The first multilateral talks on Syria began today in Switzerland, and ended a few hours later with no reports of any progress toward any actual deals. The US went into the talks saying they doubted any deals would be made, while Russia sought agreement on separating the Nusra Front from moderate rebels.
But the US–Russia talks lasted all of 40 “businesslike” minutes, and the rest of the talks, while apparently not full of too much acrimony, ended with an agreement to meet again in the coming days. Secretary of State John Kerry said they’d meet again Monday.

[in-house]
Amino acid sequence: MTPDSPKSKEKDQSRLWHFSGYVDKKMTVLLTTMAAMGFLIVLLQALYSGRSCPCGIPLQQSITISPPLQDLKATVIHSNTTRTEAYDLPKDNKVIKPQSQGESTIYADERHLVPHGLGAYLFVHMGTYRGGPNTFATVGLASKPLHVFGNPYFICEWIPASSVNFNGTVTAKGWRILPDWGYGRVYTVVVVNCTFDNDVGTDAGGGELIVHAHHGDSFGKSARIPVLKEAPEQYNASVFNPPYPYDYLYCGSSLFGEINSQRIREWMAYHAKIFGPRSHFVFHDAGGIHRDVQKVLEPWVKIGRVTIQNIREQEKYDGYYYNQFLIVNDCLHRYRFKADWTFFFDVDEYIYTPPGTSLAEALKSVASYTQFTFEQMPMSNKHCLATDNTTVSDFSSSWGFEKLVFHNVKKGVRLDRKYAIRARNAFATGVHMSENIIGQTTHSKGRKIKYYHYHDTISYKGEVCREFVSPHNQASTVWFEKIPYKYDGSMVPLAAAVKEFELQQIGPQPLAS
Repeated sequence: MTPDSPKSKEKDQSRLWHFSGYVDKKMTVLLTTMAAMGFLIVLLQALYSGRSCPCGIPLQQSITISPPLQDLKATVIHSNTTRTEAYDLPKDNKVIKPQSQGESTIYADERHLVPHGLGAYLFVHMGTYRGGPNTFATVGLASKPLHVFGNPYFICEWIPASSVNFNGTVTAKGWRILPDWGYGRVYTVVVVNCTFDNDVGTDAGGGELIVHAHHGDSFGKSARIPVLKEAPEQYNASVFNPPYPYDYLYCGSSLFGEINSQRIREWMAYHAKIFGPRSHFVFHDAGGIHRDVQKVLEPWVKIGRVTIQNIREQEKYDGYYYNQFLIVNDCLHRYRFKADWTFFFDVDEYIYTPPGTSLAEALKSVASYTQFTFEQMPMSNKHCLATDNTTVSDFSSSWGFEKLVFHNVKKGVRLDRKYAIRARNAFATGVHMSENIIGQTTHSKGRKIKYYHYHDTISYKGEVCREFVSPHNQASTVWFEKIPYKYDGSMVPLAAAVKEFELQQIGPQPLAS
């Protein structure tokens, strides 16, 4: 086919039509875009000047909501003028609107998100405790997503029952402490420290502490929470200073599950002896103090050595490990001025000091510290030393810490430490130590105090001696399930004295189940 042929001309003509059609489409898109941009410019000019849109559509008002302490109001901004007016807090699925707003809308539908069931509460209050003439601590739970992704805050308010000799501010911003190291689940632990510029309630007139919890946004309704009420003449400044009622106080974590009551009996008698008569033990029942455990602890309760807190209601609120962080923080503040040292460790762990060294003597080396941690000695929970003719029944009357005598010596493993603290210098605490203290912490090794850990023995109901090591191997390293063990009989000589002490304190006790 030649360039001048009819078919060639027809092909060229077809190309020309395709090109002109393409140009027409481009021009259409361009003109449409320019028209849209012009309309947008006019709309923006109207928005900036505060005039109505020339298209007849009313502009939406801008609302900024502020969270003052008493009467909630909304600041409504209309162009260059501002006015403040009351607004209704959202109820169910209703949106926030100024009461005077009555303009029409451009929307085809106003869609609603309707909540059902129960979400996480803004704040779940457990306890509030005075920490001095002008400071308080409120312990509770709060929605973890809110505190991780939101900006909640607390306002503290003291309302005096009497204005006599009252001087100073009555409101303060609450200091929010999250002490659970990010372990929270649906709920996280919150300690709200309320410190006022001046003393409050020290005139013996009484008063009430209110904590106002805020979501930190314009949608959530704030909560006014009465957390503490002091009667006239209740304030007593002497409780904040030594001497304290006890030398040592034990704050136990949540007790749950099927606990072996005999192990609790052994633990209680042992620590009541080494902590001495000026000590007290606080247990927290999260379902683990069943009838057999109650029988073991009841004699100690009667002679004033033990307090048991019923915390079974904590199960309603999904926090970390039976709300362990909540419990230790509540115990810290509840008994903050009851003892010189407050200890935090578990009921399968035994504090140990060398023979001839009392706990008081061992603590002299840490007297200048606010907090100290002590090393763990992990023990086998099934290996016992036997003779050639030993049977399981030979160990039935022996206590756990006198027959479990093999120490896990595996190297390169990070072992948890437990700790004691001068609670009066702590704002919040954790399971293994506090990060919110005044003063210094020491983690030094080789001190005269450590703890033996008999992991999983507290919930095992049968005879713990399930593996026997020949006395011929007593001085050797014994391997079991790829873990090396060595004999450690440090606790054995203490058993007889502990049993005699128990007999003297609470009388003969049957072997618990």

Exactly what the next round of talks are aimed at is unclear, because no one seems to be in a deal-making mood. Russian FM Sergey Lavrov suggested “some ideas” had been discussed, but did not elaborate, and among those participating in the talks, it’s not clear who they’d deal with.
It’s clearly not the US, which is going out of its way not to deal with Russia lately. The other parties at the talks include Turkey, Saudi Arabia, Qatar, and Iran. The Russians had expressed hope for deals with Turkey and Saudi Arabia, who they say have the influence to distance the rebels from Nusra.
Increasingly, the US and its allies are more overt in criticizing Russia for airstrikes against Nusra-held territory, and both Russian and Syrian officials have accused the US of using the al-Qaeda-linked force as a proxy. in the civil war.